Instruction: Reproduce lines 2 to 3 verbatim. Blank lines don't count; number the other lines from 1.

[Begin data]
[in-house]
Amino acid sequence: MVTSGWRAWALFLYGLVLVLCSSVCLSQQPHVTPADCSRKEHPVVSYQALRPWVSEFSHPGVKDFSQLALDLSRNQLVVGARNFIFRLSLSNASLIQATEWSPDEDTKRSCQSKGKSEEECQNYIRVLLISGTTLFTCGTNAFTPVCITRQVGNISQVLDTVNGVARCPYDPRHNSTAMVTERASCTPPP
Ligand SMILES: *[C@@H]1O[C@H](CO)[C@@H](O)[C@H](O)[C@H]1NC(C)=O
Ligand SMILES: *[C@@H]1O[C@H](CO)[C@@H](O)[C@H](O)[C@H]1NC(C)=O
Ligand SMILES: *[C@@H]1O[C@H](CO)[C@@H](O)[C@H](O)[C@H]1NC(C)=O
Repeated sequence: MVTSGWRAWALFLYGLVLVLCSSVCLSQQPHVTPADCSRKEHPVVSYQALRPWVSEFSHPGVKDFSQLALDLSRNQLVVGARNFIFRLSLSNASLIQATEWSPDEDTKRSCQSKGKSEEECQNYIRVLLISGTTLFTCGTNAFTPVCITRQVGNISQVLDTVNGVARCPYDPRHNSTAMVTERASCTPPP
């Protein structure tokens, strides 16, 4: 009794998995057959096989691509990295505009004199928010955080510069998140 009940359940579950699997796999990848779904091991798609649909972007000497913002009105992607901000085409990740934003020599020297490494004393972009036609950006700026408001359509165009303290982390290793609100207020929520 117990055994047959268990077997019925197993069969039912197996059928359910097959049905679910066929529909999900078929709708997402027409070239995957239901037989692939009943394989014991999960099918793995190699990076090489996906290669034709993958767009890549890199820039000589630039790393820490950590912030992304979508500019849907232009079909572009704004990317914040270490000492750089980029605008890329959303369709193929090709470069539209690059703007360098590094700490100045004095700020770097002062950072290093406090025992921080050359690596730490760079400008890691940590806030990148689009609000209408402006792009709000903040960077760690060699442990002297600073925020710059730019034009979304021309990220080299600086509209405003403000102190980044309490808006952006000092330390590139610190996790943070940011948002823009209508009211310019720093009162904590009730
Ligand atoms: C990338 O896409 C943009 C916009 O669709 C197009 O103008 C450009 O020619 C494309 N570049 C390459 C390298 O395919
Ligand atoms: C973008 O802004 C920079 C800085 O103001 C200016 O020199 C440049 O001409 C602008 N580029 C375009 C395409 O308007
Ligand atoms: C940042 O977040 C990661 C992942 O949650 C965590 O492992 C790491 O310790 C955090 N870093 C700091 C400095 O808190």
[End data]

Amino acid sequence: MVTSGWRAWALFLYGLVLVLCSSVCLSQQPHVTPADCSRKEHPVVSYQALRPWVSEFSHPGVKDFSQLALDLSRNQLVVGARNFIFRLSLSNASLIQATEWSPDEDTKRSCQSKGKSEEECQNYIRVLLISGTTLFTCGTNAFTPVCITRQVGNISQVLDTVNGVARCPYDPRHNSTAMVTERASCTPPP
Ligand SMILES: *[C@@H]1O[C@H](CO)[C@@H](O)[C@H](O)[C@H]1NC(C)=O